Todays guest post is from Kevin Feinstein (the leader of our wild food walks), and Mia Adler’s book The Bay Area Forager: Your Guide to Edible Wild Plants of the San Francisco Bay Area. Check at the bottom of the post for a purchase link to their great guide to all things wild and edible!
Common Mallow, Malva (Malva neglecta)
Family: Malvaceae (okra, hisbiscus, kenaf, marsh mallow)
Many readers might have actually eaten this plant before and didn’t know it. The young leaves are often found in good salad mixes that you get at the farmer’s market and even sometimes in stores like Whole Foods, albeit in small (perhaps accidental) amounts. This plant is also called malva, and it is in the Malvaceae family. Okra is also in this family. I ask people in my walks, “what is the first thing you think of when you think of okra?” and 99% of the time I get the response, “slimy,” which is what I’m fishing for, of course. Mallow is also slimy, or mucilagenous (see below). It is also in the same family as hibiscus (indeed, mallow flowers look like tiny, weedy, pinkish-purple hibiscus flowers). Mallow is closely related to another plant, the marsh mallow -- yes, the same plant that marshmallows used to be made from (now they are just chemicals and sugar). It is also related to kenaf, a plant used commercially and traditionally to make fibers and fabrics.
What does it look like? Herbaceous perennial, whose mature stalks once gone to seed, typically die back to the ground. It’s a tough and common weed with a very deep and penetrating taproot, as gardeners will attest to. The leaves are a bit course and crinkly, with a geranium-like look. They have no real scent when crushed. The texture is somewhat unique. The flowers are small and purple-pink, resembling tiny hibiscus flowers or okra flowers as noted above. The plant then forms seedpods, that resemble little cheesewheels (especially when green.) Many of the kids I teach have called this plant the cheesewheel plant as the immature seedpods, or cheesewheels, are perhaps the most tasty and interesting part of the mallow plant.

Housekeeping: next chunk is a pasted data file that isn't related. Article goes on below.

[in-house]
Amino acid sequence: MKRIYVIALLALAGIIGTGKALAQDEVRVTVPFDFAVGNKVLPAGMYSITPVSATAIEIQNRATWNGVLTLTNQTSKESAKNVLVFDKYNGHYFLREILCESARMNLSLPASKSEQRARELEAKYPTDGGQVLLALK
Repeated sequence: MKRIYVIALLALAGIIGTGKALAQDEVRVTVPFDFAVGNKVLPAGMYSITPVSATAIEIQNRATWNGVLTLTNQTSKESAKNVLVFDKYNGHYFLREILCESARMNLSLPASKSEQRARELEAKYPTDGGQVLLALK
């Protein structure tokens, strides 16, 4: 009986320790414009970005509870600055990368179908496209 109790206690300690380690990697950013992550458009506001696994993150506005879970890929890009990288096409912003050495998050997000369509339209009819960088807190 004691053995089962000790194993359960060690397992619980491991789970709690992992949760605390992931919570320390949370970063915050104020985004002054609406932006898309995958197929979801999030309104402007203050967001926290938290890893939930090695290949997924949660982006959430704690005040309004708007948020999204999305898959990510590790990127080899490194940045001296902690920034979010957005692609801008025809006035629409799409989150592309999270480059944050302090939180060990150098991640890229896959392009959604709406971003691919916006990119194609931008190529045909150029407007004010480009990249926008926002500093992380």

When is it available? Depending on the microclimate, edible parts of the plant can be available all year. In warmer, drier climates (think away from the coast), the leaves are good in fall, winter, and early spring (the rainy season.) The immature pods or cheesewheels, typically April-June. In cooler, moister microclimates (think near the coast), leaves might be available all year, especially if grazed or weedwacked, and the mallow “cheesewheels” May-September.
Where can I find it? Disturbed areas: gardens, fields, parks, grassy hills, forest edges (but usually near people). It is a garden and agricultural weed. Very common in the Bay Area, you’ll even see it on trails as it regrows from disturbances such as weed whacking or trampling. Although I don’t recommend eating trampled mallow! I usually don’t see it in more remote wilderness areas.
How to use/forage: Young and medium age leaves are fine to eat in a salad, although they have an interesting texture and not much flavor by themselves. Old leaves aren’t recommended (because of texture and flavor). You can cook mallow leaves as a potherb as well. What I recommend is drying the leaves, crumbling them into a powder, and adding this to soups or smoothies, or gumbo-like dishes. They will thicken the dish, as they are mucilaginous. The immature seedpods (cheesewheels) are great snacks raw and delicious like okra if sauteed.